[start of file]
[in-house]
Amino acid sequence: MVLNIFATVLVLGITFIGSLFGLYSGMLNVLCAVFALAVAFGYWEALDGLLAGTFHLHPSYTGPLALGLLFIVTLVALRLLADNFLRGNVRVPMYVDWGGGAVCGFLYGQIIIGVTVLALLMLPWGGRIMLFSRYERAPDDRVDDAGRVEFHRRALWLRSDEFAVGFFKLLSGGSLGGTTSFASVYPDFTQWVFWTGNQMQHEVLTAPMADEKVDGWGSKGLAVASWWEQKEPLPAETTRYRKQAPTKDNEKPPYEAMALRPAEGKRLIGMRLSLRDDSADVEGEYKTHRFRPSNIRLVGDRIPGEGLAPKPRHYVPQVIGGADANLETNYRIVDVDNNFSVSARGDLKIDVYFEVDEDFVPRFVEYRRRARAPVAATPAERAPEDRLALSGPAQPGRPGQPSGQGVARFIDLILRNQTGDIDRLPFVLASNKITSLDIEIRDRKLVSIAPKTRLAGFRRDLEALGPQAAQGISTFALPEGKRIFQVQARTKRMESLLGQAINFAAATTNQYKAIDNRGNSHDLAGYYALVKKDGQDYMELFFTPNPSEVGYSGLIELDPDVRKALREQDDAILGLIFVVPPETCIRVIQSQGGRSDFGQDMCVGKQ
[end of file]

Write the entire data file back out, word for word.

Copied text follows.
[in-house]
Amino acid sequence: MVLNIFATVLVLGITFIGSLFGLYSGMLNVLCAVFALAVAFGYWEALDGLLAGTFHLHPSYTGPLALGLLFIVTLVALRLLADNFLRGNVRVPMYVDWGGGAVCGFLYGQIIIGVTVLALLMLPWGGRIMLFSRYERAPDDRVDDAGRVEFHRRALWLRSDEFAVGFFKLLSGGSLGGTTSFASVYPDFTQWVFWTGNQMQHEVLTAPMADEKVDGWGSKGLAVASWWEQKEPLPAETTRYRKQAPTKDNEKPPYEAMALRPAEGKRLIGMRLSLRDDSADVEGEYKTHRFRPSNIRLVGDRIPGEGLAPKPRHYVPQVIGGADANLETNYRIVDVDNNFSVSARGDLKIDVYFEVDEDFVPRFVEYRRRARAPVAATPAERAPEDRLALSGPAQPGRPGQPSGQGVARFIDLILRNQTGDIDRLPFVLASNKITSLDIEIRDRKLVSIAPKTRLAGFRRDLEALGPQAAQGISTFALPEGKRIFQVQARTKRMESLLGQAINFAAATTNQYKAIDNRGNSHDLAGYYALVKKDGQDYMELFFTPNPSEVGYSGLIELDPDVRKALREQDDAILGLIFVVPPETCIRVIQSQGGRSDFGQDMCVGKQ